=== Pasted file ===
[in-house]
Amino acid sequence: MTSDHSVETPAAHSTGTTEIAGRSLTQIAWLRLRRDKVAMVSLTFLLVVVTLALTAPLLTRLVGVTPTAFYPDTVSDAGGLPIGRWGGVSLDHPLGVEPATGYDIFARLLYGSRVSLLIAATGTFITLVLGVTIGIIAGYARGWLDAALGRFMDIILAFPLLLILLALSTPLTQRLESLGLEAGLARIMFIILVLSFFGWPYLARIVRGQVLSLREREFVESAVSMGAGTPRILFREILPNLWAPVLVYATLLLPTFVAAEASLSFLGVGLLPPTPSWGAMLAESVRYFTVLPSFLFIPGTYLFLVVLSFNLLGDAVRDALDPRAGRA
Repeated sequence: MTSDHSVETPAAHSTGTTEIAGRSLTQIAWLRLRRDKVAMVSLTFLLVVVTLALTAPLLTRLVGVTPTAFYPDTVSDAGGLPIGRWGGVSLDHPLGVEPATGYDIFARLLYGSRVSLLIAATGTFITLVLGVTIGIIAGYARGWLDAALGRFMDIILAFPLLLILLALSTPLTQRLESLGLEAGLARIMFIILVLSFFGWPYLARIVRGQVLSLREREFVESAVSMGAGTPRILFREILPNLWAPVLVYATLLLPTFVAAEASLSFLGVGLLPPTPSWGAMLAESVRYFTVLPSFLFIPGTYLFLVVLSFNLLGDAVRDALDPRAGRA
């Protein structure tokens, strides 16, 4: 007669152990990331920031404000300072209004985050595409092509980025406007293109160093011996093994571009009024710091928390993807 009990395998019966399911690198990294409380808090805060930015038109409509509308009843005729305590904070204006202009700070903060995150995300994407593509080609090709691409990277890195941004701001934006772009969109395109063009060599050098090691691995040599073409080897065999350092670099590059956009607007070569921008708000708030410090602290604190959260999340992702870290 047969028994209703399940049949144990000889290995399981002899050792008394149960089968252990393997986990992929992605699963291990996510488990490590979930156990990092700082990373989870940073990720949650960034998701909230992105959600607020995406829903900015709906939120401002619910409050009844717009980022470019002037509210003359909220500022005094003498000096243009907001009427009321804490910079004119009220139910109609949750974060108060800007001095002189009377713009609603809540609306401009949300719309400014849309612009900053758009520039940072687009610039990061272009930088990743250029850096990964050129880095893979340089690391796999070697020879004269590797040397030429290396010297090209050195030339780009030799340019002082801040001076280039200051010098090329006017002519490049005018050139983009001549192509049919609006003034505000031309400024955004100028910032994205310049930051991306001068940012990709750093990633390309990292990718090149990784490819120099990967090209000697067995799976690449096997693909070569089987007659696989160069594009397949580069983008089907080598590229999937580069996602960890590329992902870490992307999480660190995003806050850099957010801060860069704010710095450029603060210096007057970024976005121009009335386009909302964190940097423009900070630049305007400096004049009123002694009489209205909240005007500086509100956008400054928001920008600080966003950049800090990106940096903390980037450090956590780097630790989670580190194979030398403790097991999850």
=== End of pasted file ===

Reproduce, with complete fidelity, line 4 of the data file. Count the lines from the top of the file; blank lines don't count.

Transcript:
């Protein structure tokens, strides 16, 4: 007669152990990331920031404000300072209004985050595409092509980025406007293109160093011996093994571009009024710091928390993807 009990395998019966399911690198990294409380808090805060930015038109409509509308009843005729305590904070204006202009700070903060995150995300994407593509080609090709691409990277890195941004701001934006772009969109395109063009060599050098090691691995040599073409080897065999350092670099590059956009607007070569921008708000708030410090602290604190959260999340992702870290 047969028994209703399940049949144990000889290995399981002899050792008394149960089968252990393997986990992929992605699963291990996510488990490590979930156990990092700082990373989870940073990720949650960034998701909230992105959600607020995406829903900015709906939120401002619910409050009844717009980022470019002037509210003359909220500022005094003498000096243009907001009427009321804490910079004119009220139910109609949750974060108060800007001095002189009377713009609603809540609306401009949300719309400014849309612009900053758009520039940072687009610039990061272009930088990743250029850096990964050129880095893979340089690391796999070697020879004269590797040397030429290396010297090209050195030339780009030799340019002082801040001076280039200051010098090329006017002519490049005018050139983009001549192509049919609006003034505000031309400024955004100028910032994205310049930051991306001068940012990709750093990633390309990292990718090149990784490819120099990967090209000697067995799976690449096997693909070569089987007659696989160069594009397949580069983008089907080598590229999937580069996602960890590329992902870490992307999480660190995003806050850099957010801060860069704010710095450029603060210096007057970024976005121009009335386009909302964190940097423009900070630049305007400096004049009123002694009489209205909240005007500086509100956008400054928001920008600080966003950049800090990106940096903390980037450090956590780097630790989670580190194979030398403790097991999850």